In between trips, the wanderlustful side of me often gets a bit antsy, in need of a “fix”, if you will. After all, I’ve said it, I’m an addict. Sometimes, I get the I’m-stuck-at-home blues. Even living in NYC, that’s bound to happen to any globetrotter from time to time.
So I like to pretend I’m on vacation, right here at home. Granted, nobody cleans my apartment twice a day and turns down my sheets at night, my little studio is smaller than almost every hotel room I stay at, and I have to go to the office instead of to museums and monuments…but still, it’s a fun exercise.
And I was reminded of that today. At 6:50 this morning I hopped on the subway and headed down to the lower east side, to a small restaurant on 2nd St and Ave B. The streets were quiet–every once in a while an early commuter would pass by, but not much else was going on–and I arrived at my destination, a hole in the wall restaurant that I’d never been to. I was there to meet and interview Guy Fieri, of Diners, Drive Ins, and Dives (among other shows), who was there to film the show’s first ever Manhattan location.
The interview went great–he was warm, friendly, funny, personable, and totally cool–and I had an awesome time. What struck me, and prompted this posting, was the way he was talking about NY, especially Manhattan, as a destination unlike any other. He called it (I paraphrase) “an island in more ways than one.” He talked about the mix of cultures, cuisines, and people, and the way New Yorkers appreciate and demand good food. He mentioned how very unique Manhattan is, in the context of his show and in general, and I agreed.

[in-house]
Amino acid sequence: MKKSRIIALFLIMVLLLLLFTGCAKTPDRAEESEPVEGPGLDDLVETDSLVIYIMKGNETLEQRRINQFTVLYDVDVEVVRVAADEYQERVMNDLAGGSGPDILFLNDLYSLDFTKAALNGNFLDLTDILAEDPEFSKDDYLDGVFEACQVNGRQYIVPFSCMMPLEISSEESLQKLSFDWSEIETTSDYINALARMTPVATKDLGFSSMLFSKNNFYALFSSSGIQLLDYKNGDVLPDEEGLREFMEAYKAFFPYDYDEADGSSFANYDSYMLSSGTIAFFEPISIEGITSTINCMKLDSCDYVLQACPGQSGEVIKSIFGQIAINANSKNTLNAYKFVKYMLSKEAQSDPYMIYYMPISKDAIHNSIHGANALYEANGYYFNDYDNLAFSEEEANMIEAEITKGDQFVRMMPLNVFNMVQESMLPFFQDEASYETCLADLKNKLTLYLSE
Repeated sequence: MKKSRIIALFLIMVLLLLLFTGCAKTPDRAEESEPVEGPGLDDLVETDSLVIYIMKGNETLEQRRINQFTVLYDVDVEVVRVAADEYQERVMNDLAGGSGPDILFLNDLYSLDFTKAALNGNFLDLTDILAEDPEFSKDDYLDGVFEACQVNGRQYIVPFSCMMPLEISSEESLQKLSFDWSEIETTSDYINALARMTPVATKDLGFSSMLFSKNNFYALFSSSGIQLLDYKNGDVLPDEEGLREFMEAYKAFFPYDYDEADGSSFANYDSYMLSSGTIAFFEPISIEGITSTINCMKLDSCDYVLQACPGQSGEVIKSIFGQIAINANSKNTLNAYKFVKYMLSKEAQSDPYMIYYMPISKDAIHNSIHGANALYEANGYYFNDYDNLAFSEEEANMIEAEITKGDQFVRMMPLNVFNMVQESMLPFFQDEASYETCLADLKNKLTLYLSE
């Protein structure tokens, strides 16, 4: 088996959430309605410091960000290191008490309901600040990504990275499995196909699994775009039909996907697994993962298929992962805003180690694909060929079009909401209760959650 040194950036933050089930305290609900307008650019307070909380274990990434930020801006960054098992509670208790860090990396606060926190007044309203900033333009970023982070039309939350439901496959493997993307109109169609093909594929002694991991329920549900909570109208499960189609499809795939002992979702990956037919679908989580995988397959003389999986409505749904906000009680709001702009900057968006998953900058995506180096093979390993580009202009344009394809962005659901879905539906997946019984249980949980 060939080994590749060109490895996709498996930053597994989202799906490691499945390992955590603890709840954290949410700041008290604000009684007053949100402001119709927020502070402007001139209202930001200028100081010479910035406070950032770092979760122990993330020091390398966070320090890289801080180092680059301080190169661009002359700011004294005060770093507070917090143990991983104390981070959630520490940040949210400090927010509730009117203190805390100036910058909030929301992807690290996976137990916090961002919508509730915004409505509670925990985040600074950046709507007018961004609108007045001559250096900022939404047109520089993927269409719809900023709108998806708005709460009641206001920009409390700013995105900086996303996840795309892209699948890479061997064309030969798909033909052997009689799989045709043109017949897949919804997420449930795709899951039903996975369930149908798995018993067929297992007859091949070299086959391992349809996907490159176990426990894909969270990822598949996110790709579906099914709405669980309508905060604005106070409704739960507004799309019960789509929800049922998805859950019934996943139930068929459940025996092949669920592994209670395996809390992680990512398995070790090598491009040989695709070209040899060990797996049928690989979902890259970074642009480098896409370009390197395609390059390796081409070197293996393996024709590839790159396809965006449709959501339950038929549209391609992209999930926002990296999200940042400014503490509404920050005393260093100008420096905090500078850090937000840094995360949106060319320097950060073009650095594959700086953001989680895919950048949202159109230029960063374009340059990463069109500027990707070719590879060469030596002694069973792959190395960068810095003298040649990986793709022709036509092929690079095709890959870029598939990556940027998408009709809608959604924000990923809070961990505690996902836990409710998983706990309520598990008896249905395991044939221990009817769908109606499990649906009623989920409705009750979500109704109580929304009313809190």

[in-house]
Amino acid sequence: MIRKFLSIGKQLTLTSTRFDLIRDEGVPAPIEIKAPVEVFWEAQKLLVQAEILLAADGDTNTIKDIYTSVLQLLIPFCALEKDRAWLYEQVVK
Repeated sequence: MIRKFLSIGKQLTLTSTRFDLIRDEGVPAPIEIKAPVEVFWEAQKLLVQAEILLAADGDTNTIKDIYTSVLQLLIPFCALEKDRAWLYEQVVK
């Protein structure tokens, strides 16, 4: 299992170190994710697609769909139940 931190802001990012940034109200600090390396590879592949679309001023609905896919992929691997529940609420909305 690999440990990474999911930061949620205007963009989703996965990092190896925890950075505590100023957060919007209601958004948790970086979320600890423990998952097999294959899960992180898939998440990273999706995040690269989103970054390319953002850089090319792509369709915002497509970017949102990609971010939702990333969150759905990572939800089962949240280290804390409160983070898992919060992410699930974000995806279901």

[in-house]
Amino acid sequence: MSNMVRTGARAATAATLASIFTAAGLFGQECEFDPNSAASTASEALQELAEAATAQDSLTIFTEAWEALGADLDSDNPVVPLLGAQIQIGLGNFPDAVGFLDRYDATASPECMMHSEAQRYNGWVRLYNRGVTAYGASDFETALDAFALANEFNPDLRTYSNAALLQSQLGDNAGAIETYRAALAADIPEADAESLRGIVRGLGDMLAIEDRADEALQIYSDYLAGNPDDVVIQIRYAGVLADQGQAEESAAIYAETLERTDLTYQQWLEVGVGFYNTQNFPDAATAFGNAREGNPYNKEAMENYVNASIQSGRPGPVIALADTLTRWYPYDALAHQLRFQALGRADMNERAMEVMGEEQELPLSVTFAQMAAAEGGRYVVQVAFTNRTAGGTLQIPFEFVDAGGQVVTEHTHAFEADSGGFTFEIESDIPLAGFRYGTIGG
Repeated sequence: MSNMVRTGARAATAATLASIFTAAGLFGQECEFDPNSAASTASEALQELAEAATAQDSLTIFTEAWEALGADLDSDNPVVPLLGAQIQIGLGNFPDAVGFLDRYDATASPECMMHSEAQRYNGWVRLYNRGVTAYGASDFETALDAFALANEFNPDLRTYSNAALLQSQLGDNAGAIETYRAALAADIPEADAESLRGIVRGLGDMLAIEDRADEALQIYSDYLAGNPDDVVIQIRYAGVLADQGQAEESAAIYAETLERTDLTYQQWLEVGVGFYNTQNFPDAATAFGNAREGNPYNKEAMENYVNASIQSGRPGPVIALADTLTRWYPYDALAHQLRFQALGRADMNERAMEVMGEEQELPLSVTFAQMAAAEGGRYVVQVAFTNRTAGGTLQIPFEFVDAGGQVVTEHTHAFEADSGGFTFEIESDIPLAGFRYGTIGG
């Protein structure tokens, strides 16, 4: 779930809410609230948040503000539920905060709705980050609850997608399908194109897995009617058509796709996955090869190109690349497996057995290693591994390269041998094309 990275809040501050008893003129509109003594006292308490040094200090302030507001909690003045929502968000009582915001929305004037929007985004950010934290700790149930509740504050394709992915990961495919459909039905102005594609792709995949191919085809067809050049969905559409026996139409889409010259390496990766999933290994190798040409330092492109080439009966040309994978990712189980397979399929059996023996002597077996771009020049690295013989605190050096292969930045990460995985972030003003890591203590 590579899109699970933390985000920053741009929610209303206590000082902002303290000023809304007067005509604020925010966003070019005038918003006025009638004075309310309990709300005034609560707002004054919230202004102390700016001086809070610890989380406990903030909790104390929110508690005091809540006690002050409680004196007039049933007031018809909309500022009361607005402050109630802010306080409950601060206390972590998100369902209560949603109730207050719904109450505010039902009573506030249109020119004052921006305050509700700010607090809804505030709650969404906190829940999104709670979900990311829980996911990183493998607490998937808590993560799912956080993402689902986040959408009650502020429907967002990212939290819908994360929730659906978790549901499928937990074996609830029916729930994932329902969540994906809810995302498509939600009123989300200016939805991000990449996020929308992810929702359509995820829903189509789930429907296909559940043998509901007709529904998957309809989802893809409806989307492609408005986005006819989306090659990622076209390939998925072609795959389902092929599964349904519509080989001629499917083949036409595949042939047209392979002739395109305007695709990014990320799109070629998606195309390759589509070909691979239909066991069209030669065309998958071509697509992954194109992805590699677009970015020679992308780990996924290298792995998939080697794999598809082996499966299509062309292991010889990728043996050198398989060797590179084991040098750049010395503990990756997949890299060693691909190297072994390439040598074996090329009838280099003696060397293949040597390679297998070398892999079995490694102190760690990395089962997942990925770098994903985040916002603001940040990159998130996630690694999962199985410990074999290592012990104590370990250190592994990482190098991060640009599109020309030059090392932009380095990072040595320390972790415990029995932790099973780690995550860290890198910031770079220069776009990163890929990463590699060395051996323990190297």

New York receives roughly 49 million visitors each year. About ten million of those visitors are from outside the U.S. As of April 2010, there were 23,499 active restaurants in New York City. And then there are the museums, theaters, galleries, parks, and countless cultural events that New Yorkers like me often take for granted.
With this in mind, I have made an official decision: to approach my days and nights in NY as I would when I’m traveling. Whenever I go away, there is a phrase I say over and over: “I’ll sleep when I’m dead.” Why not do that here? When I travel, I go out alone, meet new people, and inevitably come upon some strange, funny, crazy, and memorable moments. I’d love for my life in NY to be like that.
Yes, I still do have to get up and go to work and run errands and do laundry and pay bills and buy dish detergent and toilet paper, and all those other things that I can forget about while away. But shouldn’t I try to sprinkle in a little “sightseeing” and aimless wandering as well? I’m really going to try. And if there are about 24,000 restaurants in this city, that’s at least 23,000 I haven’t yet tried.